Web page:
Losing Layla

(Vanessa Gorman, 2001)

Grief is an uncomfortable subject. How does one express it in a culture that flinches from unhappiness and pain? What is the proper place for grief in a society that has lost touch with many of its ritual ways of dealing with the loss of a loved one? Should grief be a private experience, or publicly expressed?

Losing Layla is a courageous documentary that confronts and raises these issues in an excruciating manner. It is a deeply disturbing film because it relentlessly excavates grief. It is equally troubling, however, because it also parades a host of ethical issues that relate to the way in which we use the media to mediate fundamental human experiences. It is important to look at how the film operates on these two levels, particularly because while the film is transparent about its subject (that is, grief), it is not transparent about the process involved in making such an emotionally tricky film.

Losing Layla started off as a video diary exploring the impact of writer/director/producer Vanessa Gorman’s decision to have a child. Approaching 40, her choice to be a mother was restricted to now or never, even if it meant endangering the relationship she had with her partner Michael. “It was the story of my desperation to have a baby and how this might mean losing my partner”, she says in the opening of the film. “Instead it became the story of losing our daughter”. It is from this statement on that the viewer is complicit in an intimate experience of a couple’s pain.

Vanessa apparently spent four years documenting her attempts to become a mother. We are privy to bedroom scenes; both love making and morning pillow talk. Finally the positive results of a urine test are triumphantly revealed. Vanessa is pregnant.

Throughout this early part of the film, Michael, Vanessa’s partner, has two ‘babies’ foisted on him: the video diary and the unborn Layla. It is his initial ambivalence about exposing himself to a camera and the complexity of his responses to Vanessa’s pregnancy that make him an interesting character to follow in what would otherwise be a fairly unremarkable documentation of a couple’s relationship.

We watch Vanessa’s stomach grow in time lapse. We witness the tension that is provoked by the imminent arrival of a new baby. We see Vanessa walk the town proudly displaying her bulging belly. Vanessa is in love with being pregnant. Michael is still unsure.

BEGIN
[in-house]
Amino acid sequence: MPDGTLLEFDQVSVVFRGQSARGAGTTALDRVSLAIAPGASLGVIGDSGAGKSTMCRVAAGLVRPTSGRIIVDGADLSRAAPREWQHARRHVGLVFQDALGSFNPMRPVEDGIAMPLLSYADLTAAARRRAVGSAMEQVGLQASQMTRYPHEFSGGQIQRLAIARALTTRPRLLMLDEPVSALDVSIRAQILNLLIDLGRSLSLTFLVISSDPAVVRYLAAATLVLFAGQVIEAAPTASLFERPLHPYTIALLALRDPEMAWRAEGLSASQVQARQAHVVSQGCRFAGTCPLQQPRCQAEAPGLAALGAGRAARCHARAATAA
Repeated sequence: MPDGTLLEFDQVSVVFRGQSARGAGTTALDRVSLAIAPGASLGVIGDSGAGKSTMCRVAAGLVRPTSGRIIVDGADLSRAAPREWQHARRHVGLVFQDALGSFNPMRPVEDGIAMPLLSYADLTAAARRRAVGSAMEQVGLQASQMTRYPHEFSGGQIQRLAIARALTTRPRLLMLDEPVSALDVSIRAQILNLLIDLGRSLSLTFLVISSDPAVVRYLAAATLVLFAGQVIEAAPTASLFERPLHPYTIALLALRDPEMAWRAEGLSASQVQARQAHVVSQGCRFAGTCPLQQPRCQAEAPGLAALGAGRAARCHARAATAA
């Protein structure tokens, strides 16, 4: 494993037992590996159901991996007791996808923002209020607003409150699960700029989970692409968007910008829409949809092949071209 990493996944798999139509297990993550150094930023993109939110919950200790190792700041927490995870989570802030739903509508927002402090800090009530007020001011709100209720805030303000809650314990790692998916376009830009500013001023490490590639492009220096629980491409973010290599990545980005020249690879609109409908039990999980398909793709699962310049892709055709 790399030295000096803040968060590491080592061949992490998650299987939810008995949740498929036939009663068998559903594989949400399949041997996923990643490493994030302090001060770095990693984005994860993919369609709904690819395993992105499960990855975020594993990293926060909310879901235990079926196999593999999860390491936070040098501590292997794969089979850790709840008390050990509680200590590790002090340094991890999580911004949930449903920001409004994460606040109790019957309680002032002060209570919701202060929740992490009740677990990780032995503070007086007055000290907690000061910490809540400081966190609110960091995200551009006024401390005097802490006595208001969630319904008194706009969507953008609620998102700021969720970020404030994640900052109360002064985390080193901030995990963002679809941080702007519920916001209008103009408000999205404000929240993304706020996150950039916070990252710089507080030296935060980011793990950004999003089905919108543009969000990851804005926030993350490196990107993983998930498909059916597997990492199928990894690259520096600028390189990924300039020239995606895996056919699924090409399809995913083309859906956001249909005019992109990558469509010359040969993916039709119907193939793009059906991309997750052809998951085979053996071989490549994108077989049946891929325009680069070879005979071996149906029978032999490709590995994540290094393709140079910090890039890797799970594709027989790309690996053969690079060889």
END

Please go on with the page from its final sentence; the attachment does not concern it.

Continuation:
In hospital Vanessa suffers a fruitless labour for about 20 hours, and then finally decides to give birth to Layla through a caesarean. Newborn Layla’s breathing problems forecast doom. She is flown by helicopter with father Michael to another hospital away from her mother. 8 hours later, Layla dies having barely made her acquaintance to her parents.

It is at this point that the video diary becomes the film, Losing Layla, the documentary that was broadcast on primetime TV. Whether we want to see more or not, we are gripped as the film goes on, now with the camera in the able hands of Cathy Henkel (also doubling as the film’s producer), and several others. Layla’s body is brought back to her mother who is able to keep the child’s body with her for 4 days in hospital, a testament to the humanity of the hospital staff. There, in the throes of inconsolable grief, Vanessa and Michael lovingly bathe, cuddle, and dress Layla’s body. These rituals, albeit bizarre in appearance, show for Michael and Vanessa that Layla had a place in the world, and a place in the family, as her body is proudly shown to a passing parade of supportive family and friends.

There are more ceremonies to mark Layla’s short life and her death. There is a family ceremony attended by some of the hospital staff and Vanessa and Michael’s friends and relatives. Here, Michael wears his pain openly in the guise of a poem, expressing his outrage that fatherhood was so swiftly taken from him. A formal funeral service finally sees Layla’s tiny coffin disappear behind pink curtains, while the family belts out their grief in gospel tunes. Some time later we are taken lovingly though Layla’s special cupboard by Vanessa which contains the child’s blankets and toys. We are then shown the ‘altar’ to the dead Layla, which keeps her presence alive. Then there is a community ceremony that gives Vanessa and Michael another opportunity to publicly display their grief. Finally, we see Michael and Vanessa scatter Layla’s ashes in a ceremony that takes place on the water.